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Technical Paper

The Effect of Swirl Ratio and Fuel Injection Parameters on CO Emission and Fuel Conversion Efficiency for High-Dilution, Low-Temperature Combustion in an Automotive Diesel Engine

Engine-out CO emission and fuel conversion efficiency were measured in a highly-dilute, low-temperature diesel combustion regime over a swirl ratio range of 1.44-7.12 and a wide range of injection timing. At fixed injection timing, an optimal swirl ratio for minimum CO emission and fuel consumption was found. At fixed swirl ratio, CO emission and fuel consumption generally decreased as injection timing was advanced. Moreover, a sudden decrease in CO emission was observed at early injection timings. Multi-dimensional numerical simulations, pressure-based measurements of ignition delay and apparent heat release, estimates of peak flame temperature, imaging of natural combustion luminosity and spray/wall interactions, and Laser Doppler Velocimeter (LDV) measurements of in-cylinder turbulence levels are employed to clarify the sources of the observed behavior.
Technical Paper

Spray and Combustion Visualization of Gasoline and Diesel under Different Ambient Conditions in a Constant Volume Chamber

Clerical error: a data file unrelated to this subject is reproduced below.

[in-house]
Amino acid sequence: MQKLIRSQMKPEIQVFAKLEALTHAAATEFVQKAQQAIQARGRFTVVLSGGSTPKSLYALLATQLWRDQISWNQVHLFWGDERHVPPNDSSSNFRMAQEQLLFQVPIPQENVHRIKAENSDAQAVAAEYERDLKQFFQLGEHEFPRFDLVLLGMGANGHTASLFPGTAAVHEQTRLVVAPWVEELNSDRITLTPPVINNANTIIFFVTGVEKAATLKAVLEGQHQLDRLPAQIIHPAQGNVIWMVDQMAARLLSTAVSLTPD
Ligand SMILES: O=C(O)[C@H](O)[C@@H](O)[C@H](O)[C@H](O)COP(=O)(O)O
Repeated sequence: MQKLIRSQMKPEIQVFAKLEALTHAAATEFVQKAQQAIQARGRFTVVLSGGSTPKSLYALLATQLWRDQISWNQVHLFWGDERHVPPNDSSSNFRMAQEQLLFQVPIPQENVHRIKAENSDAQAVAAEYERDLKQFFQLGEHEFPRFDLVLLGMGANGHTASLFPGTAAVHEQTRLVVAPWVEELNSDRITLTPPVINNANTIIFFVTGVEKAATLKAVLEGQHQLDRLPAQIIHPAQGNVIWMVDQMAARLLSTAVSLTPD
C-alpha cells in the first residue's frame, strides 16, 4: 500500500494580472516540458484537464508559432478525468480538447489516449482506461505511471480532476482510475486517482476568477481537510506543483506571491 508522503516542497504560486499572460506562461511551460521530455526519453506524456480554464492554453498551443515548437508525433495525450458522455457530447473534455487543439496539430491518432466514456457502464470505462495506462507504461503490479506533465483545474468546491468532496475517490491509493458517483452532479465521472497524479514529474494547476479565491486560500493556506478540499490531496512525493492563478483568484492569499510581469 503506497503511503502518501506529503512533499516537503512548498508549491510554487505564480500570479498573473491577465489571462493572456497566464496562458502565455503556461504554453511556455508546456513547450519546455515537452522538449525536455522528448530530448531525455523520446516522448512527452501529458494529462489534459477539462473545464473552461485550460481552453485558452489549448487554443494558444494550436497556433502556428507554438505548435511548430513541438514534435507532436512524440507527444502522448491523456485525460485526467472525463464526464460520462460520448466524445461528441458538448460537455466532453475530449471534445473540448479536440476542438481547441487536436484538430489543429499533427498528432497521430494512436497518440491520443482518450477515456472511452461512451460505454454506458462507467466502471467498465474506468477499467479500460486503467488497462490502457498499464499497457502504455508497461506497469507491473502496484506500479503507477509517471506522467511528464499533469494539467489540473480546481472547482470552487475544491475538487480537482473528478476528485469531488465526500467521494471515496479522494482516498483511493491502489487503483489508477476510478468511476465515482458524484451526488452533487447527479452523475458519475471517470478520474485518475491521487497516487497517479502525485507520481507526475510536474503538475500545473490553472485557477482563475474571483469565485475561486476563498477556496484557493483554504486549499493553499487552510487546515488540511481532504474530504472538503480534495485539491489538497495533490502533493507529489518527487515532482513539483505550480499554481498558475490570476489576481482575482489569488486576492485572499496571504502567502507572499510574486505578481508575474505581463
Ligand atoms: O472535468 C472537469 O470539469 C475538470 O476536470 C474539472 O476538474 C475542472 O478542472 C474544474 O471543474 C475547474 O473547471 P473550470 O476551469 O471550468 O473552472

Spray and combustion of gasoline and diesel were visualized under different ambient conditions in terms of pressure, temperature and density in a constant volume chamber. Three different ambient conditions were selected to simulate the three combustion regimes of homogeneous charge compression ignition, premixed charge compression ignition and conventional combustion. Ambient density was varied from 3.74 to 23.39 kg/m3. Ambient temperature at the spray injection were controlled to the range from 474 to 925 K. Intake oxygen concentration was also modulated from 15 % to 21 % in order to investigate the effects of intake oxygen concentrations on combustion characteristics. The injection pressure of gasoline and diesel were modulated from 50 to 150 MPa to analyze the effect of injection pressure on the spray development and combustion characteristics. Liquid penetration length and vapor penetration length were measured based on the methods of Mie-scattering and Schileren, respectively.